5/30/2011

Only a type can be imported. XYZ resolves to a package

If you receive an error like this while doing a JSP for Liferay:

An error occurred at line: 8 in the generated java file
Only a type can be imported. com.example.XYZClass resolves to a package.

Most of the time it means "your jar file is missing !". So take a look at your servers lib directory, rebuild your hooks and it should work.



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5/27/2011

Syntax Highlightening ...

From now on I will use Syntax Highlightening and I am going to convert all older posts one by one. I hope you like it. Big thanks to this tutorial: 
http://heisencoder.net/2009/01/adding-syntax-highlighting-to-blogger.html


Happy weekend !!!


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Inter-Portlet Communication in Liferay with JSF

This little tutorial will show you how to use Inter-Portlet Communication with JSR 286 Events and JSF 2.0.


Some weeks ago I wrote a blog entry about Inter Portlet Communication the way it is meant to be: Events in JSP-based portlets. You can find that post here:


http://liferay-blogging.blogspot.com/2011/03/inter-portlet-communication-in-liferay_26.html

Today, we will use, the same approach for a JSF based portlet.


Sending Portlet


The portlet that wants to send some data to another portlet has to do send the event manually like this (you can do this in a normal action method, whenever you like):

QName qName = new QName("http://your.domain/name","eventname");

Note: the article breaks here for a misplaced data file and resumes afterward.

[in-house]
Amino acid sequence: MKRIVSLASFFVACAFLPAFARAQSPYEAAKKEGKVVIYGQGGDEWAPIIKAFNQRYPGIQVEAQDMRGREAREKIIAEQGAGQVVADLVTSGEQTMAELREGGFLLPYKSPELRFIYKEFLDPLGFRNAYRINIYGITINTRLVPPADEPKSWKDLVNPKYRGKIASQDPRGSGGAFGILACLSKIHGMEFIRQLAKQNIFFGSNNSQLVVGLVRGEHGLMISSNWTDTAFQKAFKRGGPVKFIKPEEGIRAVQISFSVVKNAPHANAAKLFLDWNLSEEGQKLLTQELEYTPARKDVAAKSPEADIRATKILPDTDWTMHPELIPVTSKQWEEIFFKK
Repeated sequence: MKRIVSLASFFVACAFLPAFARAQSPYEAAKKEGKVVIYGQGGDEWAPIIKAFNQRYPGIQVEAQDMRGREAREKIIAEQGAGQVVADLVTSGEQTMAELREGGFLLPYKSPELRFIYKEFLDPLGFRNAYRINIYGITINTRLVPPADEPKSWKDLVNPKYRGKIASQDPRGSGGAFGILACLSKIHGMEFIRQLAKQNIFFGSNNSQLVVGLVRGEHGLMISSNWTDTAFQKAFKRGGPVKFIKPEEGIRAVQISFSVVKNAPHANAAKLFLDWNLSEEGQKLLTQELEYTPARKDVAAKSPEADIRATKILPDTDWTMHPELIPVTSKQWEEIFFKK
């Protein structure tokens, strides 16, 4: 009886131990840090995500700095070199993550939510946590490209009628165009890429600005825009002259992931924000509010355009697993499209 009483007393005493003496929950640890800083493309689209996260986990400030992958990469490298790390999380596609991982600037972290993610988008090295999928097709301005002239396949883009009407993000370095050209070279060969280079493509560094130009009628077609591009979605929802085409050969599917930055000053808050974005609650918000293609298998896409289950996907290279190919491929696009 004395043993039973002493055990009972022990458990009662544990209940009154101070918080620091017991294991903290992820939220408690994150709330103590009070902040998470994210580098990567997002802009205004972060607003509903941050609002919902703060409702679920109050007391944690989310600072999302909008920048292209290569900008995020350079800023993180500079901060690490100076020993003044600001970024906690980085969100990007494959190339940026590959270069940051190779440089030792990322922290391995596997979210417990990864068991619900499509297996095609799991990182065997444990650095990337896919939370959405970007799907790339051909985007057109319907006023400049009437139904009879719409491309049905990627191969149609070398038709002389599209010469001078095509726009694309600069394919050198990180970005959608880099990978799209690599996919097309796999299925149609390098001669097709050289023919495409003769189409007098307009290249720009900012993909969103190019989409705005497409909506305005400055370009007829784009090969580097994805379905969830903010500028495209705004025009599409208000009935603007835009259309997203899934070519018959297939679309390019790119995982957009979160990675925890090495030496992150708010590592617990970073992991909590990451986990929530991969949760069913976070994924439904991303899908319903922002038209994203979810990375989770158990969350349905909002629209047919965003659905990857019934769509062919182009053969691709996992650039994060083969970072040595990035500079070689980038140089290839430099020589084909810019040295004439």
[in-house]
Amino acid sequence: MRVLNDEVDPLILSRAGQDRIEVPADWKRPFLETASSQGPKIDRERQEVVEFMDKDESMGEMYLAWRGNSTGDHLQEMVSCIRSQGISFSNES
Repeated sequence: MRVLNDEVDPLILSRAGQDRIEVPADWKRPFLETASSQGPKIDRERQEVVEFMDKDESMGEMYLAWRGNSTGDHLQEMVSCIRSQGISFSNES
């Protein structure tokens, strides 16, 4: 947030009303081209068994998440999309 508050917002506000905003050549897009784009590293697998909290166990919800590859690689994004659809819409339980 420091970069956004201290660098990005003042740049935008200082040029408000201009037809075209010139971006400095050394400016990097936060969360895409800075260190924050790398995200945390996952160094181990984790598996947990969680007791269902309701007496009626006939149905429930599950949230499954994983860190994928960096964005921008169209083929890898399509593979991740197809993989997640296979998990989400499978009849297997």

ExternalContext externalContext = FacesContext.getCurrentInstance() .getExternalContext(); 
ActionResponse actionResponse = (ActionResponse) externalContext .getResponse(); 
actionResponse.setEvent(qName, "This is a test");


Receiving Portlet:


The Portlet that wants to receive the data from the sending portlet has to do the following. First, create a class that subclasses org.portletfaces.bridge.BridgeEventHandler. This class is in the portletfaces bridge, that you need to get JSF 2.0 running in Liferay. When you created the class (we will call it HelloJSFListener), add the following to your portlet.xml:


<init-param>
<name>javax.portlet.faces.bridgeEventHandler</name>
<value>de.test.HelloJSFListener</value>
</init-param>


This will tell our portlet, that whenever an event occurs, that this portlet is subscribed to, notify the HelloJSFListener. Next, add the following configuration line to your portlet.xml:



<supported-processing-event>
<qname xmlns:x="http://your.domain/name">x:eventname </qname>
</supported-processing-event>



Now our listener is ready to do some serious Inter-Portlet Communication! What we need now is to notify our controller class when our listener is called. We can do it like this:

public EventNavigationResult handleEvent(FacesContext facesContext, Event event) { 
EventNavigationResult eventNavigationResult = null; 
String eventQName = event.getQName().toString(); 
if (eventQName.equals("{http://your.domain/name}eventname")) { 
String value = (String) event.getValue(); 
String elExpression = "#{receiver}"; 
ELContext elContext = facesContext.getELContext(); 
ValueExpression valueExpression = facesContext.getApplication().getExpressionFactory()
.createValueExpression(elContext, elExpression,Receiver.class);